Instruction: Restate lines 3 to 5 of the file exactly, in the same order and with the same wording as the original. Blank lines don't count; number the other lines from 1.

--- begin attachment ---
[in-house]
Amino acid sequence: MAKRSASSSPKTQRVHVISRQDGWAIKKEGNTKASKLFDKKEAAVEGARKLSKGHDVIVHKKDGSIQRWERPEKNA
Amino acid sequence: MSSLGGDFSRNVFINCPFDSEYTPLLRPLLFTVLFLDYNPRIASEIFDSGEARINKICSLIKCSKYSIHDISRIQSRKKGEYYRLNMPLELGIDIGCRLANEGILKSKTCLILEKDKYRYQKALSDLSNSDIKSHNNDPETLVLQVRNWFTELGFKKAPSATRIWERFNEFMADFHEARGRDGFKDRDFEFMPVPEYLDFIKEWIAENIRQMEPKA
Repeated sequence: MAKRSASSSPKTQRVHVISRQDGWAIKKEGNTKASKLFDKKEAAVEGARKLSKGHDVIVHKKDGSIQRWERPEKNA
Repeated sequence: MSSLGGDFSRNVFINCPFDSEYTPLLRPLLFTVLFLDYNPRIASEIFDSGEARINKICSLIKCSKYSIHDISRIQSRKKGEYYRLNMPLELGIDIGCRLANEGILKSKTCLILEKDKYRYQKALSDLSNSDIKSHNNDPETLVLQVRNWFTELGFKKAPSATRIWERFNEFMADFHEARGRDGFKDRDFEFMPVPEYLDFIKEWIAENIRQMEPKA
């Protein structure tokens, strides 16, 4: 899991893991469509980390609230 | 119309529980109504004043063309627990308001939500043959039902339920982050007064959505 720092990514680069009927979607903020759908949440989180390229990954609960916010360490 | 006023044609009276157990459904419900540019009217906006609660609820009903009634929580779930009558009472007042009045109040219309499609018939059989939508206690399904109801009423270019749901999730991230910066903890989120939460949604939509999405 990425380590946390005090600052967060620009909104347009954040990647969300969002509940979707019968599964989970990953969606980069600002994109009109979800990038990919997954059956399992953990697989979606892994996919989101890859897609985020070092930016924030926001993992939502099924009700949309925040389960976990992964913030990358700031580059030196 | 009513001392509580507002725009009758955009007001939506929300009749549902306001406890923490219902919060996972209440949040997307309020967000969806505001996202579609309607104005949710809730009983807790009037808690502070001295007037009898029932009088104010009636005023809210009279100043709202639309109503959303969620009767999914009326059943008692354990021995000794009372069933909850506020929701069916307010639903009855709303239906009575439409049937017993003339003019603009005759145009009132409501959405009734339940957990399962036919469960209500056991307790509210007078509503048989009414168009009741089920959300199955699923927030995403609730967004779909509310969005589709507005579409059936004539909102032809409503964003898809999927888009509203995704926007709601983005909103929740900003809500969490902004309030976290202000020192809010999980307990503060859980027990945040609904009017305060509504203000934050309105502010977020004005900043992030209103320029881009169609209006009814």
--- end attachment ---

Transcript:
Amino acid sequence: MSSLGGDFSRNVFINCPFDSEYTPLLRPLLFTVLFLDYNPRIASEIFDSGEARINKICSLIKCSKYSIHDISRIQSRKKGEYYRLNMPLELGIDIGCRLANEGILKSKTCLILEKDKYRYQKALSDLSNSDIKSHNNDPETLVLQVRNWFTELGFKKAPSATRIWERFNEFMADFHEARGRDGFKDRDFEFMPVPEYLDFIKEWIAENIRQMEPKA
Repeated sequence: MAKRSASSSPKTQRVHVISRQDGWAIKKEGNTKASKLFDKKEAAVEGARKLSKGHDVIVHKKDGSIQRWERPEKNA
Repeated sequence: MSSLGGDFSRNVFINCPFDSEYTPLLRPLLFTVLFLDYNPRIASEIFDSGEARINKICSLIKCSKYSIHDISRIQSRKKGEYYRLNMPLELGIDIGCRLANEGILKSKTCLILEKDKYRYQKALSDLSNSDIKSHNNDPETLVLQVRNWFTELGFKKAPSATRIWERFNEFMADFHEARGRDGFKDRDFEFMPVPEYLDFIKEWIAENIRQMEPKA